Amy Hall, Graduate Student Representative
The School of Population and Public Health (SPPH) is among the most research-intensive units at The University of British Columbia. Formed in 2008, SPPH’s collaborative research environment is dedicated to improving public health at home and abroad, by acting on the socioeconomic, cultural, biological, developmental, environmental, and genetic determinants of health and their interactions.
Our School is currently training over 350 graduate students to engage with a range of complex health challenges and become the next generation of researchers and practitioners in the field. We students are distributed among a Public Health & Preventive Medicine Residency Program plus six graduate-level programs, including the Master of Health Administration (MHA), Master of Science (MSc), Master of Health Sciences (MHSc), Master of Public Health (MPH), Master of Science – Occupational and Environmental Hygiene (MSc-OEH), and Doctor of Philosophy (PhD).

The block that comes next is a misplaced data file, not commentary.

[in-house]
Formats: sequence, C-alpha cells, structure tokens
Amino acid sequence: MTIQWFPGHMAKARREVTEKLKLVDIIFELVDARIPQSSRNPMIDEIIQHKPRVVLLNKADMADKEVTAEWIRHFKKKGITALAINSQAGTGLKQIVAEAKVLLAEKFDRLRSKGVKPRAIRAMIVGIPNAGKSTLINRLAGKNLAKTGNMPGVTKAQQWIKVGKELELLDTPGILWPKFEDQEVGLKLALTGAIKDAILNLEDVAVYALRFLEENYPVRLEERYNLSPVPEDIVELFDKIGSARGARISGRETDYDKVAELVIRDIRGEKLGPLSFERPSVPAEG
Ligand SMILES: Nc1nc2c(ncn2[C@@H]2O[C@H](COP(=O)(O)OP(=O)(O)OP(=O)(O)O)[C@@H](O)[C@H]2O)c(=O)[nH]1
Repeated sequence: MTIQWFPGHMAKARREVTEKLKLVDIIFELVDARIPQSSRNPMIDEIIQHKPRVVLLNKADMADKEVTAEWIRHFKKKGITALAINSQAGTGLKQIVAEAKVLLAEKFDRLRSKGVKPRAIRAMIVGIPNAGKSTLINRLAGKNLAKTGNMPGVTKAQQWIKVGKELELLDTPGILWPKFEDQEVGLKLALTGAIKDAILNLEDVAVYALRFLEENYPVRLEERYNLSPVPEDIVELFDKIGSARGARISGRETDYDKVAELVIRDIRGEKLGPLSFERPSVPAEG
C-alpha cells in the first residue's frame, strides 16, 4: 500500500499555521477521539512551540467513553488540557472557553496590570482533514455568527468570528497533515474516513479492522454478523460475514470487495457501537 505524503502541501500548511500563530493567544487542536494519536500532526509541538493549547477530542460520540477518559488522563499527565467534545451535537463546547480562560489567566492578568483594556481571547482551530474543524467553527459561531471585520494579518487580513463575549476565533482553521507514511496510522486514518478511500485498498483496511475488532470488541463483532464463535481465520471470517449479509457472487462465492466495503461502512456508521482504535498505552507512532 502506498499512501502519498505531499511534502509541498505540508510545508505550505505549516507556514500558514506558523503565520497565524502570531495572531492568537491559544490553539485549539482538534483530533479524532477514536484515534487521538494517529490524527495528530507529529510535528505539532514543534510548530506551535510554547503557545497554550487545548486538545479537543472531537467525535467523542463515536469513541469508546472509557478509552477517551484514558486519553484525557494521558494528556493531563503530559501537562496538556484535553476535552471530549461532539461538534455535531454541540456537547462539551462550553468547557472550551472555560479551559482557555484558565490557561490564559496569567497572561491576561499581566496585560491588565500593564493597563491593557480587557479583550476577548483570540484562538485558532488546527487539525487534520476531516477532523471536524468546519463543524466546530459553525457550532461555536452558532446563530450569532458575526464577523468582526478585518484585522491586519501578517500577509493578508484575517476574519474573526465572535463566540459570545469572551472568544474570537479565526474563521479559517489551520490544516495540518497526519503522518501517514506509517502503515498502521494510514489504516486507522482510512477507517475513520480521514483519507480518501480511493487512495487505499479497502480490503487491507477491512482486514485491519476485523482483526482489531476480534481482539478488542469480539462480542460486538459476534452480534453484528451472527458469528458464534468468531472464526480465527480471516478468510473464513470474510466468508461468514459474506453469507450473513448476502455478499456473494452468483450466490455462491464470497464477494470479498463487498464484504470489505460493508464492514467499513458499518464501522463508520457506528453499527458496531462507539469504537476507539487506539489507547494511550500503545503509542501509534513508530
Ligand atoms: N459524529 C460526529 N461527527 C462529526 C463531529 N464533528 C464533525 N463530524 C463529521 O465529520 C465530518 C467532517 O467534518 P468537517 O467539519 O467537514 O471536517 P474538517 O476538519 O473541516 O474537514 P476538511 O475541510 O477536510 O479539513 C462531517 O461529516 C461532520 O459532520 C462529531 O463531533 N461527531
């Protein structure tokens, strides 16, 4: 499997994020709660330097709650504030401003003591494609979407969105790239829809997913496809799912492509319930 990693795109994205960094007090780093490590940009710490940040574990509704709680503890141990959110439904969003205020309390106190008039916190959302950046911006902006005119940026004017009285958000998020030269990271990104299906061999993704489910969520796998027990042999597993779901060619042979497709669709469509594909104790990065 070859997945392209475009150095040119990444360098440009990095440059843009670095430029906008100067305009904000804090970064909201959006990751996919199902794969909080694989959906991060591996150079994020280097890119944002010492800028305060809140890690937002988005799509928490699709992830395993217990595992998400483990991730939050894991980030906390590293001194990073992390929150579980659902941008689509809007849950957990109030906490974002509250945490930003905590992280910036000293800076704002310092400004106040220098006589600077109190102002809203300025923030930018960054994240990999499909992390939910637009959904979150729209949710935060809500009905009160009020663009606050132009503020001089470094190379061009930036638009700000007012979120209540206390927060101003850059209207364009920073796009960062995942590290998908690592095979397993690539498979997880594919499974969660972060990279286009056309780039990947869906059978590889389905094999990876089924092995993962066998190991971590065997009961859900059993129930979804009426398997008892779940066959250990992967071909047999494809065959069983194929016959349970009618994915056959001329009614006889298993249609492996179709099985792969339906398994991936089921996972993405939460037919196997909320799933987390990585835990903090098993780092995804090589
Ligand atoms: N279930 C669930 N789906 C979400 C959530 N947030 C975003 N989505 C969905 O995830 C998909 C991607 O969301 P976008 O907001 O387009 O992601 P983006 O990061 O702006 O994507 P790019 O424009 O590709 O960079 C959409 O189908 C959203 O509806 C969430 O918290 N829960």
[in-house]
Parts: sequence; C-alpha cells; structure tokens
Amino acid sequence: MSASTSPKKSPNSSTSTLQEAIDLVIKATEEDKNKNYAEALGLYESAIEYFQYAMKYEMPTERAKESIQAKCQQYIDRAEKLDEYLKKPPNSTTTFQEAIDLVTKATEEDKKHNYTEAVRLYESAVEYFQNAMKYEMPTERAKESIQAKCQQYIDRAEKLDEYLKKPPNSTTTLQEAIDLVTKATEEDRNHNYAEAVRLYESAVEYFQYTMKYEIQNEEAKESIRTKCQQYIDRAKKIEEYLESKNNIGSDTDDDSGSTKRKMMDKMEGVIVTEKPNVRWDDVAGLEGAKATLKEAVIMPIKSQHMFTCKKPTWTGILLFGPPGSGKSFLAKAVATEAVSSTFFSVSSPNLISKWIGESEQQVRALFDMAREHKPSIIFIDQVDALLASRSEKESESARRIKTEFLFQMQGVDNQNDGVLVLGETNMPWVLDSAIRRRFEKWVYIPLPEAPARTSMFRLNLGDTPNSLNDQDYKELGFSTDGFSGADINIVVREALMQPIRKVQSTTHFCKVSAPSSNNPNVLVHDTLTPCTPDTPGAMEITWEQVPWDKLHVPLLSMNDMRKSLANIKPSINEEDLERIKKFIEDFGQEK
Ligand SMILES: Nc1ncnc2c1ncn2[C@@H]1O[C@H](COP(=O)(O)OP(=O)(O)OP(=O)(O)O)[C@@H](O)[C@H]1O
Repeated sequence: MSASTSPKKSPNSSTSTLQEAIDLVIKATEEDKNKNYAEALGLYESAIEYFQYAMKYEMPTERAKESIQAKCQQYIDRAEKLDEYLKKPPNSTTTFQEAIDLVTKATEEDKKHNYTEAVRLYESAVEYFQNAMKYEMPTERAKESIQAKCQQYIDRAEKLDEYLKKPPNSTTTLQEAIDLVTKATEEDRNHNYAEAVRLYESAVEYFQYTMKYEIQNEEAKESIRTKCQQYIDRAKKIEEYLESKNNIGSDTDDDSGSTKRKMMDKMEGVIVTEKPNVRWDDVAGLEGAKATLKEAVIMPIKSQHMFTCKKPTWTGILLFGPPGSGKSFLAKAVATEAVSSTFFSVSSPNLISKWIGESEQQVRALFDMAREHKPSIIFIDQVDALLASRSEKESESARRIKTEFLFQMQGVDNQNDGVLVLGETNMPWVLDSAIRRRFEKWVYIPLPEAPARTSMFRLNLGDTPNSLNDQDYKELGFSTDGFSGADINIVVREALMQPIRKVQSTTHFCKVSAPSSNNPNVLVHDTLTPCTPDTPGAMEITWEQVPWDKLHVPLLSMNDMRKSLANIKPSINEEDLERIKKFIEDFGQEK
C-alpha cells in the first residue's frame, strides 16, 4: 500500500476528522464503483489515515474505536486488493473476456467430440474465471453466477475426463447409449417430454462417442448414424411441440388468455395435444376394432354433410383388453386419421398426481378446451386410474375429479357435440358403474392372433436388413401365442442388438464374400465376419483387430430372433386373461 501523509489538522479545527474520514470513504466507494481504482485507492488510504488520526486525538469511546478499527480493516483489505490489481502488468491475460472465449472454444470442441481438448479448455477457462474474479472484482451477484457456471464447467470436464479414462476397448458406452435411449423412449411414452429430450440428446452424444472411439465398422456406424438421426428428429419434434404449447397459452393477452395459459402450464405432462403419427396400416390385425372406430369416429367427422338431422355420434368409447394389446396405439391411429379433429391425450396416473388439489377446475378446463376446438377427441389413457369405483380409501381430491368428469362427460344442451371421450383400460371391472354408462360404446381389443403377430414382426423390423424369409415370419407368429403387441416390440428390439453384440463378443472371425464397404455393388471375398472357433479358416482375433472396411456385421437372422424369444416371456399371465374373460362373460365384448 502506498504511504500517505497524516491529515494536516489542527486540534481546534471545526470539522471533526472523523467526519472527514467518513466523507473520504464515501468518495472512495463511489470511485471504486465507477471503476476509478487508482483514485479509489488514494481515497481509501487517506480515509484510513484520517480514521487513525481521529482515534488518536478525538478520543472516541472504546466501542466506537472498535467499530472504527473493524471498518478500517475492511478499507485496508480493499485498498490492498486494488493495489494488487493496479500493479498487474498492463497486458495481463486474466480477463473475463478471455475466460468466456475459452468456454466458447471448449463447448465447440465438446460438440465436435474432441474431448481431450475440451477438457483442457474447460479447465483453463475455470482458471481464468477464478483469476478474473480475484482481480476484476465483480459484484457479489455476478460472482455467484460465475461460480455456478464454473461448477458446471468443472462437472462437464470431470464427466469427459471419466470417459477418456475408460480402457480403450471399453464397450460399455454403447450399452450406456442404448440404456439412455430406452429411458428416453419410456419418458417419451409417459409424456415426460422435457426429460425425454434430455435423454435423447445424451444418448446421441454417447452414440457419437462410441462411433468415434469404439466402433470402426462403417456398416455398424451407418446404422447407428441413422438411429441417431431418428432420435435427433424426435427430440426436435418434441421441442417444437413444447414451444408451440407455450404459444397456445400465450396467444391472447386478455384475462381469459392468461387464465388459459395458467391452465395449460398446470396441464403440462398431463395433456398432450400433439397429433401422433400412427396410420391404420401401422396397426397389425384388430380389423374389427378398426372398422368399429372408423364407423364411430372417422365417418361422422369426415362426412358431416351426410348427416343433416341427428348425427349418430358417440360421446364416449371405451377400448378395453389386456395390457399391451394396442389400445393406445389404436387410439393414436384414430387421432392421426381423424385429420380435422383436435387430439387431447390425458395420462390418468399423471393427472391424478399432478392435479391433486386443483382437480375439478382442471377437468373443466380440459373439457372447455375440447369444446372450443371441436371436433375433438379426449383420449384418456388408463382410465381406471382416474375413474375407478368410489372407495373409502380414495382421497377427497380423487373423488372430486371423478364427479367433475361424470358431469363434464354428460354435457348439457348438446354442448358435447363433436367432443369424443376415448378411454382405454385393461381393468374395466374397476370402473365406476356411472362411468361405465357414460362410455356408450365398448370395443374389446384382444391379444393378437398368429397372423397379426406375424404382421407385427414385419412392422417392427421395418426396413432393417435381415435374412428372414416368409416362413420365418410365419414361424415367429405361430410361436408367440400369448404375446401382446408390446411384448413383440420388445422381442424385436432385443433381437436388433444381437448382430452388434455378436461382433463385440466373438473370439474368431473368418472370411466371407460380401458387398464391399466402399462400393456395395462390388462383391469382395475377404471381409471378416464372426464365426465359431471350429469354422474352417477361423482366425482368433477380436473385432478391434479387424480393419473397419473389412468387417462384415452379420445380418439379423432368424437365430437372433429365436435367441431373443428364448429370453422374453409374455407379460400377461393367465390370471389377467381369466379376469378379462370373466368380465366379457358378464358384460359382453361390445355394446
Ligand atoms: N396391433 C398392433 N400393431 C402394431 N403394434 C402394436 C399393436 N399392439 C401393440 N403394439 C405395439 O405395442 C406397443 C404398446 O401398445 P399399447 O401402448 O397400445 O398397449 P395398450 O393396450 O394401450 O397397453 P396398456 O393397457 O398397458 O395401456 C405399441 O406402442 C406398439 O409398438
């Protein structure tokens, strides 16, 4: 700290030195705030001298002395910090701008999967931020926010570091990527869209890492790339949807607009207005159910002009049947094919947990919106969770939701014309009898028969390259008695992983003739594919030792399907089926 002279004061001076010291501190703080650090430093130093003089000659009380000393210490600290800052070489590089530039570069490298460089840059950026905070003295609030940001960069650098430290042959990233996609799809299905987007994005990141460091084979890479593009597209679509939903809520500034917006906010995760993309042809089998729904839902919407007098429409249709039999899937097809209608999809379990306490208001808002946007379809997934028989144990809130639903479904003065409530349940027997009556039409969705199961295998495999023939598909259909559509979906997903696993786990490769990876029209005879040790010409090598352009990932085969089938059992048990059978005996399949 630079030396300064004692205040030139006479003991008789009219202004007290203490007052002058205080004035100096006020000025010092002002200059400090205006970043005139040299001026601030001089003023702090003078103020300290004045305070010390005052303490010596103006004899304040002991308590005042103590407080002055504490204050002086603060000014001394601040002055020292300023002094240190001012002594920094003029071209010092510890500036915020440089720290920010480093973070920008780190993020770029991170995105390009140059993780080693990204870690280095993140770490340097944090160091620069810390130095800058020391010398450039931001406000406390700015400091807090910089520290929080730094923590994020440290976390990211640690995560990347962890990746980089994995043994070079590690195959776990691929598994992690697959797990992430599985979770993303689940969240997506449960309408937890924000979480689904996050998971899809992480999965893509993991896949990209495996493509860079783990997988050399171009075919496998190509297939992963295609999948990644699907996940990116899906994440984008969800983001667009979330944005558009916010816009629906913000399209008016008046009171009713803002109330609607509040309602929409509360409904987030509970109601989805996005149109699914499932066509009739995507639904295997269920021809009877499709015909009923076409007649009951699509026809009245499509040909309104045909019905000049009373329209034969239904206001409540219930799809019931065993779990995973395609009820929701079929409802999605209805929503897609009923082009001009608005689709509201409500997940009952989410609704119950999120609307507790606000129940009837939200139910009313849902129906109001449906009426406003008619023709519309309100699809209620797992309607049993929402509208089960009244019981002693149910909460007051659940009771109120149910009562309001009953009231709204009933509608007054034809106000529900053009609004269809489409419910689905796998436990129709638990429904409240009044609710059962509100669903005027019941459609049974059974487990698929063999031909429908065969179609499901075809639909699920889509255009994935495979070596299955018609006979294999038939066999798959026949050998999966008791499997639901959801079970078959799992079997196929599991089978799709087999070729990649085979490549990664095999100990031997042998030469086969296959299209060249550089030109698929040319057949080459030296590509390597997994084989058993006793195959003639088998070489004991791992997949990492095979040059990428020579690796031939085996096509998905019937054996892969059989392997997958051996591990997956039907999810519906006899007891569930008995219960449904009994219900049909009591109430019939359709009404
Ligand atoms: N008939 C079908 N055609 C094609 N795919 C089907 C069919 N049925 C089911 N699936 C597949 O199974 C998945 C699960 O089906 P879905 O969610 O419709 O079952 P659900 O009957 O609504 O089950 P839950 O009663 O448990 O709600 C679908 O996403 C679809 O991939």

SPPH graduate students’ ability to engage with a range of complex health challenges is strengthened by our personal, academic, and professional diversity. In addition to working with and learning from one another, we have access to renowned research and teaching faculty from a variety of backgrounds and disciplines. Our School’s diverse program of research spans seven broad themes:
- Epidemiology & Biostatistics